Annel Livingston Paintings

February 12 – March 17, 2015

Annel Livingston is a native Houstonian who has lived in New Mexico since 1994. Her work has evolved from contemplation on living in urban and then rural environments, to include a more sensory, perceptual works. Livingston uses gouache, a paint similar to an opaque watercolor, to create highly technical works based on grids with remarkable gradations of hue and contrast that result in abstract patterns. The effect is at once mathematical and reassuring in its consistency; and yet, the compositions are otherworldly in the illusion of movement within the paintings.

Livingston writes:
"It is the idea behind the work that dictates the image…based on the observable phenomenon in nature of changing light and color. These works parallel nature but do not directly reflect it. The work is hard edge and I choose the medium of gouache for its’ inherent flatness and its’ intense color."

"My experience of the world (memory, or thought) is not as a whole, but in fragments, which are part revealed, part concealed."


Las Sor Juanas de Tejas: Santa Barraza, Tina Fuentes, Kathy Vargas, and Delilah Montoya

March 26 through April 23, 2015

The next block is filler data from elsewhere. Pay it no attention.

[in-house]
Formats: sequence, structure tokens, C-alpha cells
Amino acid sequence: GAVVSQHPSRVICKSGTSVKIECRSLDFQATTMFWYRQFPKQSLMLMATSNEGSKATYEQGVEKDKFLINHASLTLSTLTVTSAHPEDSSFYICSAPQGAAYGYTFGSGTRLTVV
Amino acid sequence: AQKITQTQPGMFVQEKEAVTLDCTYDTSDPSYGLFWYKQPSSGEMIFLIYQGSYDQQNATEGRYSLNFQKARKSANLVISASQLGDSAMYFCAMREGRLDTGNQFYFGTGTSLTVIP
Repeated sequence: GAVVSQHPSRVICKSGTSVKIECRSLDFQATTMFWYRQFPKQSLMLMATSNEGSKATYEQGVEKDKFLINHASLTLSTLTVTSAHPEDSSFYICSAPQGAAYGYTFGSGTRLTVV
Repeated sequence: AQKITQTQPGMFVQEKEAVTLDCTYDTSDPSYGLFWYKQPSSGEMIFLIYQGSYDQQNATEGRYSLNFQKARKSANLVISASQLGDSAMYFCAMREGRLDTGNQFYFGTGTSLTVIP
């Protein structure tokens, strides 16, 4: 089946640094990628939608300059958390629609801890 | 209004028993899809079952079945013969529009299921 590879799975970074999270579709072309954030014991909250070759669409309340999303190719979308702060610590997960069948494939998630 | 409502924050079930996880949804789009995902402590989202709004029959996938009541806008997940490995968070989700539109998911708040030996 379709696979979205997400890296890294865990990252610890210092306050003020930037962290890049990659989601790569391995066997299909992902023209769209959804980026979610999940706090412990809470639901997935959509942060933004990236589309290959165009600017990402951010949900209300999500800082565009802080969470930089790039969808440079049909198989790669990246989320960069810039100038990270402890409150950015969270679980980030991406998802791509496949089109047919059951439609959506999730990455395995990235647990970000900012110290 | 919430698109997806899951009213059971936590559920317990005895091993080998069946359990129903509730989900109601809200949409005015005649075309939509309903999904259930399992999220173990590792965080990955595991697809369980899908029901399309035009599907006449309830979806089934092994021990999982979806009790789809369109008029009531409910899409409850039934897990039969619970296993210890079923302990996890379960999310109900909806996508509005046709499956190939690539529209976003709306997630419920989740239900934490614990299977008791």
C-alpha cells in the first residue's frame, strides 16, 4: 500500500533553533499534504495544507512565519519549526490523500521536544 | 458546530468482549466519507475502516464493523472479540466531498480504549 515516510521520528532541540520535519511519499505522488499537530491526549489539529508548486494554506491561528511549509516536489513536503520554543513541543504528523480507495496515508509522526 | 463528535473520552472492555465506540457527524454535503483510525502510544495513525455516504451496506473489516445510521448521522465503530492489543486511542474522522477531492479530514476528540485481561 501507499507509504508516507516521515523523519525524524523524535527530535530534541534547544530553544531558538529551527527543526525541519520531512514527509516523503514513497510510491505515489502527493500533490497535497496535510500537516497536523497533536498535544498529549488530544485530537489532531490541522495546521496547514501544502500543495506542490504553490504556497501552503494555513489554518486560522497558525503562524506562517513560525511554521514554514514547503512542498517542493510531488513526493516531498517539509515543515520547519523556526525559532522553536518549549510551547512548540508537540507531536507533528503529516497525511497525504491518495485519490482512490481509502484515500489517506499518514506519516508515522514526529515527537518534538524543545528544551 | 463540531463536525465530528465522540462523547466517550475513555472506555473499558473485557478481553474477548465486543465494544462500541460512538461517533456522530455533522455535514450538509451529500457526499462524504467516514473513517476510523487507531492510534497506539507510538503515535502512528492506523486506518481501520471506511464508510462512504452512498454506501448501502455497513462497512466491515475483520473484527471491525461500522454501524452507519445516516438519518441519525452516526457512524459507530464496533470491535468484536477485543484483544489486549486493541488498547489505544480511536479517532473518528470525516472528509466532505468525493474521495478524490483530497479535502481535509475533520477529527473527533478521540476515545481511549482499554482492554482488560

Exhibit held jointly at two Houston locations:
MECA (Multicultural Education and Counseling Through the Arts)
O’Kane Gallery, University of Houston-Downtown

This exhibition, jointly curated and exhibited at MECA and O’Kane Gallery at UHD, highlights four Texas artists: Santa Barraza, Tina Fuentes, Kathy Vargas, and Delilah Montoya. The exhibition is inspired by the life of the 17th century Mexican poet, Sor Juana Inez de al Cruz. Sor Juana’s struggles to obtain education as a woman present early instances of discrimination that would become a part of political change in the 20th century. The exhibition brings together four artists who have embodied and reflected on the life of Sor Juana through their own artistic achievements and professional paths.

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Last updated or reviewed on 8/17/14